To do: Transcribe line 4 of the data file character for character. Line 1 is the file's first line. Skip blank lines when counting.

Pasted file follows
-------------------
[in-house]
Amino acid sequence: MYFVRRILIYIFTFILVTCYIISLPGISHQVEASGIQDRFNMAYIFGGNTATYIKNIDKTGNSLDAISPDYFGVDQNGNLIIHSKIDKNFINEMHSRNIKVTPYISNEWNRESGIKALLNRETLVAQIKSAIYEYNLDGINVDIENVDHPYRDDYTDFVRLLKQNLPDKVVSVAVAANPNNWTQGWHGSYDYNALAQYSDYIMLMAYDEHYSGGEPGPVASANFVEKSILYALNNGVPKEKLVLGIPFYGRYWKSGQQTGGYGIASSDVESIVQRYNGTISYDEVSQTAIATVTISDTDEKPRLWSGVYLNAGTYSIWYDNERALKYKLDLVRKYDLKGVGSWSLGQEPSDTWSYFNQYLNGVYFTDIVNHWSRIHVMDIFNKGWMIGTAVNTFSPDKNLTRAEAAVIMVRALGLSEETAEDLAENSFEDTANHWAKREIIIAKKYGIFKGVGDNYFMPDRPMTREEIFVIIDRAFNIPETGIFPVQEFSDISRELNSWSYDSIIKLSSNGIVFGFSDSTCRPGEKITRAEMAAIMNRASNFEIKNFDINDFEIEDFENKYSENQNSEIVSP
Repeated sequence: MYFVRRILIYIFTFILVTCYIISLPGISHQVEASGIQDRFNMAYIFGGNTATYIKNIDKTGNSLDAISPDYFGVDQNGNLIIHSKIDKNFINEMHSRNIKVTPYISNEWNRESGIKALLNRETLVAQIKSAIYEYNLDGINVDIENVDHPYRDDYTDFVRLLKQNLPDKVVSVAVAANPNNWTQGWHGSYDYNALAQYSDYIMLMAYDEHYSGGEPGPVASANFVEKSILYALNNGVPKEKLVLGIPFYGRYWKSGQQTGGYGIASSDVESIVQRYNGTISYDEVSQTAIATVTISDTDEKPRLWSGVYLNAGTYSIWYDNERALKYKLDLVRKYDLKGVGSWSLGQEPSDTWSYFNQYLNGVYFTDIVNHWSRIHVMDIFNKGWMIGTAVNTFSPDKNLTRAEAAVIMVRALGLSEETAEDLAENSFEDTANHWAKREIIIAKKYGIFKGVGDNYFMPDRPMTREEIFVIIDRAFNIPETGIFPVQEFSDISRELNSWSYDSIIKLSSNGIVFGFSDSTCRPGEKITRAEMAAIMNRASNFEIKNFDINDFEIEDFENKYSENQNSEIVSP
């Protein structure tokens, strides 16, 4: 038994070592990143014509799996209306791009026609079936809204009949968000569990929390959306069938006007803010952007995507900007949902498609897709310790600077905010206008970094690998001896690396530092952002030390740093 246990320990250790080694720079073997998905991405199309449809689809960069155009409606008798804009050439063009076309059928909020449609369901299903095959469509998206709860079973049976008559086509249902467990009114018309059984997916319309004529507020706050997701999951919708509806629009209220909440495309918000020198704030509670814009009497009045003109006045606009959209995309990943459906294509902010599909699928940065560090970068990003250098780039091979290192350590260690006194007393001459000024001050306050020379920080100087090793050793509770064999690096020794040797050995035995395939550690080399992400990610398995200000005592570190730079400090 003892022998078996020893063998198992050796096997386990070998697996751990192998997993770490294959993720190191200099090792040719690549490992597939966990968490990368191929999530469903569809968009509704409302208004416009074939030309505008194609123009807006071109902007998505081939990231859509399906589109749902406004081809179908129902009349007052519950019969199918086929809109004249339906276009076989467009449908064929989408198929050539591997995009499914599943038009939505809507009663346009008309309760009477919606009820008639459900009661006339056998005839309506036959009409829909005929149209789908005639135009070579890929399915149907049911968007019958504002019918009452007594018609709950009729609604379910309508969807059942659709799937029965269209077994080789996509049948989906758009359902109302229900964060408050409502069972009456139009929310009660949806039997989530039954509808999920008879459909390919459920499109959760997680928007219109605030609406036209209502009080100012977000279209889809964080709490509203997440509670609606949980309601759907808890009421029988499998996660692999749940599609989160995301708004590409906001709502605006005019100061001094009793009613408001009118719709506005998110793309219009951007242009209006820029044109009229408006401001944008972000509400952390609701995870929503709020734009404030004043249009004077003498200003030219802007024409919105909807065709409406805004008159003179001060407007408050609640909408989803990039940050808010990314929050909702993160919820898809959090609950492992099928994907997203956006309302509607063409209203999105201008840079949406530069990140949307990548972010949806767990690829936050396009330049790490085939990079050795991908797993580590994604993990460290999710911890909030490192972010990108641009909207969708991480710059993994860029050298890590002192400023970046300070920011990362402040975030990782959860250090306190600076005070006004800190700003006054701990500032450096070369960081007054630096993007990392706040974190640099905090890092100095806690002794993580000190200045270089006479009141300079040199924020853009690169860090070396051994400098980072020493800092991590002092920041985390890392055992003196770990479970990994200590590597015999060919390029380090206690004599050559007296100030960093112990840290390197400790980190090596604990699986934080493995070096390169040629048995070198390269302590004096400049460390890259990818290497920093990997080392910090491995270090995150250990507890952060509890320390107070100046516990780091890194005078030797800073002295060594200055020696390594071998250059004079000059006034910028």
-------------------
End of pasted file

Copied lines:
């Protein structure tokens, strides 16, 4: 038994070592990143014509799996209306791009026609079936809204009949968000569990929390959306069938006007803010952007995507900007949902498609897709310790600077905010206008970094690998001896690396530092952002030390740093 246990320990250790080694720079073997998905991405199309449809689809960069155009409606008798804009050439063009076309059928909020449609369901299903095959469509998206709860079973049976008559086509249902467990009114018309059984997916319309004529507020706050997701999951919708509806629009209220909440495309918000020198704030509670814009009497009045003109006045606009959209995309990943459906294509902010599909699928940065560090970068990003250098780039091979290192350590260690006194007393001459000024001050306050020379920080100087090793050793509770064999690096020794040797050995035995395939550690080399992400990610398995200000005592570190730079400090 003892022998078996020893063998198992050796096997386990070998697996751990192998997993770490294959993720190191200099090792040719690549490992597939966990968490990368191929999530469903569809968009509704409302208004416009074939030309505008194609123009807006071109902007998505081939990231859509399906589109749902406004081809179908129902009349007052519950019969199918086929809109004249339906276009076989467009449908064929989408198929050539591997995009499914599943038009939505809507009663346009008309309760009477919606009820008639459900009661006339056998005839309506036959009409829909005929149209789908005639135009070579890929399915149907049911968007019958504002019918009452007594018609709950009729609604379910309508969807059942659709799937029965269209077994080789996509049948989906758009359902109302229900964060408050409502069972009456139009929310009660949806039997989530039954509808999920008879459909390919459920499109959760997680928007219109605030609406036209209502009080100012977000279209889809964080709490509203997440509670609606949980309601759907808890009421029988499998996660692999749940599609989160995301708004590409906001709502605006005019100061001094009793009613408001009118719709506005998110793309219009951007242009209006820029044109009229408006401001944008972000509400952390609701995870929503709020734009404030004043249009004077003498200003030219802007024409919105909807065709409406805004008159003179001060407007408050609640909408989803990039940050808010990314929050909702993160919820898809959090609950492992099928994907997203956006309302509607063409209203999105201008840079949406530069990140949307990548972010949806767990690829936050396009330049790490085939990079050795991908797993580590994604993990460290999710911890909030490192972010990108641009909207969708991480710059993994860029050298890590002192400023970046300070920011990362402040975030990782959860250090306190600076005070006004800190700003006054701990500032450096070369960081007054630096993007990392706040974190640099905090890092100095806690002794993580000190200045270089006479009141300079040199924020853009690169860090070396051994400098980072020493800092991590002092920041985390890392055992003196770990479970990994200590590597015999060919390029380090206690004599050559007296100030960093112990840290390197400790980190090596604990699986934080493995070096390169040629048995070198390269302590004096400049460390890259990818290497920093990997080392910090491995270090995150250990507890952060509890320390107070100046516990780091890194005078030797800073002295060594200055020696390594071998250059004079000059006034910028």